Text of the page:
As we have discussed in the past, surveillance is a tool commonly used by disability insurance companies to analyze – and often deny – legitimate disability claims. When surveillance is taken out of context or misconstrued, it can lead to unfair disability denials.
All too often, disability insurance companies expect people with disabilities to stay at home, in bed. What they fail to realize is that most doctors actually encourage disabled claimants to try some activities of daily living, light physical therapy, or social interaction. Just because a disabled person can eat chips at a restaurant with family doesn’t mean he can perform all of the duties of his former occupation. Nevertheless, disability insurers often try to get any physical activity on camera and use it as proof that the claimant is not disabled.
Many people filing for private disability wonder exactly when private investigators are watching them. After years of dealing with disability insurance detectives, we have recognized the five most popular times for surveillance of policyholders:
- During holidays. This is when policyholders are likely to be out of the house enjoying time with family and friends.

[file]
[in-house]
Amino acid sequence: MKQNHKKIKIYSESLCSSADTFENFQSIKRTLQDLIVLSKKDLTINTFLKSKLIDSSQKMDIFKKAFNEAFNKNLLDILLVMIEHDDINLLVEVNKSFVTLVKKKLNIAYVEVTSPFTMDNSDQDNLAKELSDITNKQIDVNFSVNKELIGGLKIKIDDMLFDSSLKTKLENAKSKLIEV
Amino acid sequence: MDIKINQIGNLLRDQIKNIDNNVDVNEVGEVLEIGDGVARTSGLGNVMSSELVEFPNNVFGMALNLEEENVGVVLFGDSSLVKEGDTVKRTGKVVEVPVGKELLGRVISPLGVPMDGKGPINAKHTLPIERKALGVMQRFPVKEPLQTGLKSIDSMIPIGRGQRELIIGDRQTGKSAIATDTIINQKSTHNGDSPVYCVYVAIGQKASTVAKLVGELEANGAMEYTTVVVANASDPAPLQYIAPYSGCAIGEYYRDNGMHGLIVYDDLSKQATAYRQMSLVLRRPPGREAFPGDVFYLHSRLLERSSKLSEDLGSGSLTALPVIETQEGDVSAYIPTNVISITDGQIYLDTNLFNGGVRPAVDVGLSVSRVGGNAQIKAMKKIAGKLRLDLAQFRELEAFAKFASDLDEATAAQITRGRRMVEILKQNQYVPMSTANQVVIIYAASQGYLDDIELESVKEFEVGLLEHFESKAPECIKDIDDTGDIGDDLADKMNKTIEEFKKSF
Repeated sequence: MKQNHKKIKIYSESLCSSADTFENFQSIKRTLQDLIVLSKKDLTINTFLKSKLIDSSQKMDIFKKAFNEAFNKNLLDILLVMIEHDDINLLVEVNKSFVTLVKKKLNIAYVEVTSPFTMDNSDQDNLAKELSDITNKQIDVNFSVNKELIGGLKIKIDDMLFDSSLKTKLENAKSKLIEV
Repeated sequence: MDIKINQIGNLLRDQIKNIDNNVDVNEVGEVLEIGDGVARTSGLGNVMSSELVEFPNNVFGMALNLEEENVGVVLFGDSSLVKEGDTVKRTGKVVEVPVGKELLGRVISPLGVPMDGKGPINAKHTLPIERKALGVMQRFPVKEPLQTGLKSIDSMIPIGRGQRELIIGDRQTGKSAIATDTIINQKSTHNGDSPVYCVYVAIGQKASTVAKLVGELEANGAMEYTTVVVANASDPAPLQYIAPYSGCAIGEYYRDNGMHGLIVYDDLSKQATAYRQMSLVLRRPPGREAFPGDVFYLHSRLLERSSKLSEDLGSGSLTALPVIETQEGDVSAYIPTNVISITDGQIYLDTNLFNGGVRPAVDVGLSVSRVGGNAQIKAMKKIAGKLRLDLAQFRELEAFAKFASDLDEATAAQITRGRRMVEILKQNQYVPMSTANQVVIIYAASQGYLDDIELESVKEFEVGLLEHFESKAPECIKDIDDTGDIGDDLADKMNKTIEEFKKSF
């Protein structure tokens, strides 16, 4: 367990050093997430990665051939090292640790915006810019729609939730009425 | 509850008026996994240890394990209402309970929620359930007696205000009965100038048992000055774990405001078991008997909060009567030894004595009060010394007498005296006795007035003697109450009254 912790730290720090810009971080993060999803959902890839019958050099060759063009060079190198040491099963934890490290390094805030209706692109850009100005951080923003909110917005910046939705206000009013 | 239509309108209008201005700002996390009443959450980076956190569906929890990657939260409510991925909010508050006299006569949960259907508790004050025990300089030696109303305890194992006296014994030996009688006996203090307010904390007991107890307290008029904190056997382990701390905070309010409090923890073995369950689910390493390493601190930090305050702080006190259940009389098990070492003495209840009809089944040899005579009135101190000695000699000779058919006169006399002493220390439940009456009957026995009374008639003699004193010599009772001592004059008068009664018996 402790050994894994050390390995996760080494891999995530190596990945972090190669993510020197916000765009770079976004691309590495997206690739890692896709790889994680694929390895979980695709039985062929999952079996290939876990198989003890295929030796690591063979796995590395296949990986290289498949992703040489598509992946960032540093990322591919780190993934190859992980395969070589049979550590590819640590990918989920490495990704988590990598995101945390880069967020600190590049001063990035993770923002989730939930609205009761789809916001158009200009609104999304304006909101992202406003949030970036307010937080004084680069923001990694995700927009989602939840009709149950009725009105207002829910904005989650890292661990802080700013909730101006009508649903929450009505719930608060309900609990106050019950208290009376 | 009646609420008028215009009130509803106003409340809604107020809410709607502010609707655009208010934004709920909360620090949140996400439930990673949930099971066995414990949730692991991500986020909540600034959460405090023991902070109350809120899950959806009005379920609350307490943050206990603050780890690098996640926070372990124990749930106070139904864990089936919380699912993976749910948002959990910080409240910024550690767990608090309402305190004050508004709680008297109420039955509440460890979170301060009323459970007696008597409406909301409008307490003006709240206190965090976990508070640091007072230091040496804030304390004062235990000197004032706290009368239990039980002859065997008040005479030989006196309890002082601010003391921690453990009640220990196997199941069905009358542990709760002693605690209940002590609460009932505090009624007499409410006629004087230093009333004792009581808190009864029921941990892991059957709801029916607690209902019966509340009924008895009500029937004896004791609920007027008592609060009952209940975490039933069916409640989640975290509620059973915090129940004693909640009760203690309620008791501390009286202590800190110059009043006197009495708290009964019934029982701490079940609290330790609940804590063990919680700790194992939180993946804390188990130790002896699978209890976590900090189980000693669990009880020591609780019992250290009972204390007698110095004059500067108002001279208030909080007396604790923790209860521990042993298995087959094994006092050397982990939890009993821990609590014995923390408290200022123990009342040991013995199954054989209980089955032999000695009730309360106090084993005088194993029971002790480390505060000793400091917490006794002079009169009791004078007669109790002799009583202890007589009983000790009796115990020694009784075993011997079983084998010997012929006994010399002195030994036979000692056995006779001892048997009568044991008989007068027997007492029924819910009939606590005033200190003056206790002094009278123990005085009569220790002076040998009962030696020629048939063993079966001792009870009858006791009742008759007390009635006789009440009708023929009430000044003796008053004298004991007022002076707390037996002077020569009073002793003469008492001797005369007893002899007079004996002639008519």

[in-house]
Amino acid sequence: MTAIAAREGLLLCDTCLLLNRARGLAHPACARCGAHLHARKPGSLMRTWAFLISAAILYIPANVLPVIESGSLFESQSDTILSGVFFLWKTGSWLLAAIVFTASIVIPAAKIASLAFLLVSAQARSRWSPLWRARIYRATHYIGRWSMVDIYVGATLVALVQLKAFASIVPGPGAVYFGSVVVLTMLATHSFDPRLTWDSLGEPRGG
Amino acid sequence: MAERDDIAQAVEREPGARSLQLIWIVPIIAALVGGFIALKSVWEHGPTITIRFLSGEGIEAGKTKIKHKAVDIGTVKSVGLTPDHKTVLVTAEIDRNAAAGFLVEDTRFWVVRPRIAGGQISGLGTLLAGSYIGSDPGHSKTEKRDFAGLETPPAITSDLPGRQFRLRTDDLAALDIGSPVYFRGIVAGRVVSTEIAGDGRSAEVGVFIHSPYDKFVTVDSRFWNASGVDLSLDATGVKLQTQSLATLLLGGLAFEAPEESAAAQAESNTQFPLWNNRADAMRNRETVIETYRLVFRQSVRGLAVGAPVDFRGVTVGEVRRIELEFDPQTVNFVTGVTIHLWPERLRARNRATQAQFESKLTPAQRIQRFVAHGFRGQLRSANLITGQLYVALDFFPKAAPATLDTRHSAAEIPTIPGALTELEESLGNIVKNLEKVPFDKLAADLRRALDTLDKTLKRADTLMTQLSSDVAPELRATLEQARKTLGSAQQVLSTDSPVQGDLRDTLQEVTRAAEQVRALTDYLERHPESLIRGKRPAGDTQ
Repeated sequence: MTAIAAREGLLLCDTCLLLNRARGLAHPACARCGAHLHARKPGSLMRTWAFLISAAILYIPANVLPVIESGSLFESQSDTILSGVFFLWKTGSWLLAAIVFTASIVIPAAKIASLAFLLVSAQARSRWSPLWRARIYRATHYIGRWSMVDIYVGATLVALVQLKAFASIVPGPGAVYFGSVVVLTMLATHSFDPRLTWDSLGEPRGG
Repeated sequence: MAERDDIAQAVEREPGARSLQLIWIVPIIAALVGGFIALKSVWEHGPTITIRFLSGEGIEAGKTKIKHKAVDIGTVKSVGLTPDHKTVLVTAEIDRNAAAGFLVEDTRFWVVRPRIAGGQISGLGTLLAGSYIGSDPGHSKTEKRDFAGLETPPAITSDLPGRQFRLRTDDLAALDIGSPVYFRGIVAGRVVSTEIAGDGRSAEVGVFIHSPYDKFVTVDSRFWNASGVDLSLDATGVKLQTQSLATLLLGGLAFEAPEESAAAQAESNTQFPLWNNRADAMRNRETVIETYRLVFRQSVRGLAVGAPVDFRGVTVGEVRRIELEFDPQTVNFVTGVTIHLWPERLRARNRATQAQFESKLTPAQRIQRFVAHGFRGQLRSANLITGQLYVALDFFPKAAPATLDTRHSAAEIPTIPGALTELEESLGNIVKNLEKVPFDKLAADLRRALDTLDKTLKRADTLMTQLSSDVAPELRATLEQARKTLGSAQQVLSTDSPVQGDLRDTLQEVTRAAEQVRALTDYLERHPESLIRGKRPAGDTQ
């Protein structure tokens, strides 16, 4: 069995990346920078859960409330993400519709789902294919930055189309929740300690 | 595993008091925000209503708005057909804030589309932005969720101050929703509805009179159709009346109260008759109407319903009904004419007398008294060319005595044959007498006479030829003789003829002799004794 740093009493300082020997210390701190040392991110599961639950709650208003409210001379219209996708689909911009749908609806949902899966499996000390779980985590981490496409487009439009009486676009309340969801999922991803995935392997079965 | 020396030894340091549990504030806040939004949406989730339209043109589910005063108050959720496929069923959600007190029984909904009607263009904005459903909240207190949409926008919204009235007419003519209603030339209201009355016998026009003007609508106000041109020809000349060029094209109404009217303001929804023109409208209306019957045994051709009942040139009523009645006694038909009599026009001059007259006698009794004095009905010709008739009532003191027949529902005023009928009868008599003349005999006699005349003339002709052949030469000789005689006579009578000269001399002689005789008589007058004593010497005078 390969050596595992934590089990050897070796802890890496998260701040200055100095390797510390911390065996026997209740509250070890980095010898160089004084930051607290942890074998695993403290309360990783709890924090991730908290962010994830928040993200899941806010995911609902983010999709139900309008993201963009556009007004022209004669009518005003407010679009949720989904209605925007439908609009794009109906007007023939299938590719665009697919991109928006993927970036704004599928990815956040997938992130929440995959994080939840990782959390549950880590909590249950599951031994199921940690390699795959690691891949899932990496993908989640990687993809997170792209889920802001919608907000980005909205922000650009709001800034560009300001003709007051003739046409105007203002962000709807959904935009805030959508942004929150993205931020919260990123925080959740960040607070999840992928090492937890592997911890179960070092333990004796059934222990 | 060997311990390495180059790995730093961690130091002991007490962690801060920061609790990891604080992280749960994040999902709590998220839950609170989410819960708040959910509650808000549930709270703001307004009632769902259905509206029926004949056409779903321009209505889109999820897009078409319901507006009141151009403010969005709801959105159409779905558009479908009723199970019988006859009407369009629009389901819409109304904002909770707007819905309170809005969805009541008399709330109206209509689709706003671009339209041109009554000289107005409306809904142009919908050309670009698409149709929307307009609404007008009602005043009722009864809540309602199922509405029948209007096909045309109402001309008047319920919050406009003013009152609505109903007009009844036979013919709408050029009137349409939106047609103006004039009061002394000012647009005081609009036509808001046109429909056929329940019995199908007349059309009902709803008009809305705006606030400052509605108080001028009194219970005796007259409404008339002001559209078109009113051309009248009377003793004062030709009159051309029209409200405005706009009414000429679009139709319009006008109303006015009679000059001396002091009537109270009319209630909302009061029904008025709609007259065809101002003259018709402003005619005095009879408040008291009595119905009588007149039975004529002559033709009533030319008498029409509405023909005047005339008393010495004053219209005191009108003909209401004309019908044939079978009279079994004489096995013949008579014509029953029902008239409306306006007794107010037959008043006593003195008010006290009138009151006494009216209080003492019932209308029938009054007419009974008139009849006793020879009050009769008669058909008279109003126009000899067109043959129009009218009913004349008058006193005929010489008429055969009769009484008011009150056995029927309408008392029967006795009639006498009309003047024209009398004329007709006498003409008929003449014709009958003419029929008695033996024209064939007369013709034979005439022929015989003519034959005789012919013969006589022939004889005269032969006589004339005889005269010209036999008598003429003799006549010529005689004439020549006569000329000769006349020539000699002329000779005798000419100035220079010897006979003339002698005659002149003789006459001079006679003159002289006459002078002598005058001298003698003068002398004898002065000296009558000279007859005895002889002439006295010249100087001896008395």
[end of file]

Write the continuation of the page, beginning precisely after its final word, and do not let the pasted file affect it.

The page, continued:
- On the claimant’s birthday. Just as on holidays, a disabled claimant is likely to push themselves to get out and enjoy the day.
- Over weekends. During weekends, insureds or more likely to attempt minor errands or go outside with family.
- Any time they have a chance of catching a claimant engaged in physical activity, based on information provided by the claimant on activity logs and in interviews. For example, if the claimant wrote on an activity log that he takes his dogs out in the morning, the private investigator will be there with a camera to document the insured walking in the yard.
- Near the end of fiscal quarters, when the insurance company is under pressure to save money by denying or terminating claims.